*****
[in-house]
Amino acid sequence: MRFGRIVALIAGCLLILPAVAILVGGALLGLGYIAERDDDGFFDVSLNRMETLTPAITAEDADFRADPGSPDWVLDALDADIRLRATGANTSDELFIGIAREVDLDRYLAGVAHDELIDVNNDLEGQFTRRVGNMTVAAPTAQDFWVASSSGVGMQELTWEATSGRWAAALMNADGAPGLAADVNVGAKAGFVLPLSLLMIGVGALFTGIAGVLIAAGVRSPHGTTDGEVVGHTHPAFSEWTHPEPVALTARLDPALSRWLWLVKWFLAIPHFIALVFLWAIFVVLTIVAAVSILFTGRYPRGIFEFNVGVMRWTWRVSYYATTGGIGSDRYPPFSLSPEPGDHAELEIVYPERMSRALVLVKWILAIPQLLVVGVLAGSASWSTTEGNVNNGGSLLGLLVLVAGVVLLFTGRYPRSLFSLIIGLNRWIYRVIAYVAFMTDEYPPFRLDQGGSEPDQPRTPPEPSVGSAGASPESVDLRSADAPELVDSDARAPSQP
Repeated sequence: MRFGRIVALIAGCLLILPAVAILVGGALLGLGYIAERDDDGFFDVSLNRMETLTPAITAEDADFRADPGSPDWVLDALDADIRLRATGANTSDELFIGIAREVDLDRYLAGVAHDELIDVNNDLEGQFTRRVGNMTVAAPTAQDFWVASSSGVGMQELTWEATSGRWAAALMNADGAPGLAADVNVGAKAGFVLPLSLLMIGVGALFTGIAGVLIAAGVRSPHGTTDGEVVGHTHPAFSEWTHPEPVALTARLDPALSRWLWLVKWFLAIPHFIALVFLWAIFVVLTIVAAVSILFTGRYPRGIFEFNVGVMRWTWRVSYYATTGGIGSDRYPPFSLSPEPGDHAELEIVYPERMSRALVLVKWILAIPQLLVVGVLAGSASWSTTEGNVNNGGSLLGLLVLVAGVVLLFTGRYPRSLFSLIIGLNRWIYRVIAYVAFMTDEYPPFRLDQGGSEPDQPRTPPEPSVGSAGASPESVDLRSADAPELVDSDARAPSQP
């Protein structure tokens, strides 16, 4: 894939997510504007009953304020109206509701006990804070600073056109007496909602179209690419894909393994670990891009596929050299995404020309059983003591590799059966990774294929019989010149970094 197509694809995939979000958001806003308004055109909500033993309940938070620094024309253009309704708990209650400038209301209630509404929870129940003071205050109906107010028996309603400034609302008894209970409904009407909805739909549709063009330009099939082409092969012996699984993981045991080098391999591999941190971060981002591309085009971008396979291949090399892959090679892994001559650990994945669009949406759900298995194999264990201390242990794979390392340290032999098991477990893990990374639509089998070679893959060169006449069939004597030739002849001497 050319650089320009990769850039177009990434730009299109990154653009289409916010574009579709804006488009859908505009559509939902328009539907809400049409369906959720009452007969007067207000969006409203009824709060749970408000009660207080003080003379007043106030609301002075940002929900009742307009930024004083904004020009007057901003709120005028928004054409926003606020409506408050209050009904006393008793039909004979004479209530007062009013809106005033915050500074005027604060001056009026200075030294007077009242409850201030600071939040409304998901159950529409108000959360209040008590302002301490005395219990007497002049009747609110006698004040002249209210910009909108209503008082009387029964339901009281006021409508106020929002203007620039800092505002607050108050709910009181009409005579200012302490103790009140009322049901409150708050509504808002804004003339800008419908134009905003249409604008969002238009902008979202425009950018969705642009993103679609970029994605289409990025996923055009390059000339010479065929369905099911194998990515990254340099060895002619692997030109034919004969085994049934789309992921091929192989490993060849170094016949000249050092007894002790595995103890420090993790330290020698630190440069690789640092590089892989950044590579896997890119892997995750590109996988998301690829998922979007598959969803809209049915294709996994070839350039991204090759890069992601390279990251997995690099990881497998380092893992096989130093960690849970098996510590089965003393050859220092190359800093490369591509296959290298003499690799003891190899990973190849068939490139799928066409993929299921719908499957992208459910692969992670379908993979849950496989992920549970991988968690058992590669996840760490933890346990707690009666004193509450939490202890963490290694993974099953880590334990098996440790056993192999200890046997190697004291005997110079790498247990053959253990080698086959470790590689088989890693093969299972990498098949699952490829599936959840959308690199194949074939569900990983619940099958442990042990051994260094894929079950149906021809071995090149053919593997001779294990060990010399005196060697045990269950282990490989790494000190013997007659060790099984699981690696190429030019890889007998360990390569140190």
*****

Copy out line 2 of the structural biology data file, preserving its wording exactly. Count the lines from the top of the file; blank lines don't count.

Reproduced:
Amino acid sequence: MRFGRIVALIAGCLLILPAVAILVGGALLGLGYIAERDDDGFFDVSLNRMETLTPAITAEDADFRADPGSPDWVLDALDADIRLRATGANTSDELFIGIAREVDLDRYLAGVAHDELIDVNNDLEGQFTRRVGNMTVAAPTAQDFWVASSSGVGMQELTWEATSGRWAAALMNADGAPGLAADVNVGAKAGFVLPLSLLMIGVGALFTGIAGVLIAAGVRSPHGTTDGEVVGHTHPAFSEWTHPEPVALTARLDPALSRWLWLVKWFLAIPHFIALVFLWAIFVVLTIVAAVSILFTGRYPRGIFEFNVGVMRWTWRVSYYATTGGIGSDRYPPFSLSPEPGDHAELEIVYPERMSRALVLVKWILAIPQLLVVGVLAGSASWSTTEGNVNNGGSLLGLLVLVAGVVLLFTGRYPRSLFSLIIGLNRWIYRVIAYVAFMTDEYPPFRLDQGGSEPDQPRTPPEPSVGSAGASPESVDLRSADAPELVDSDARAPSQP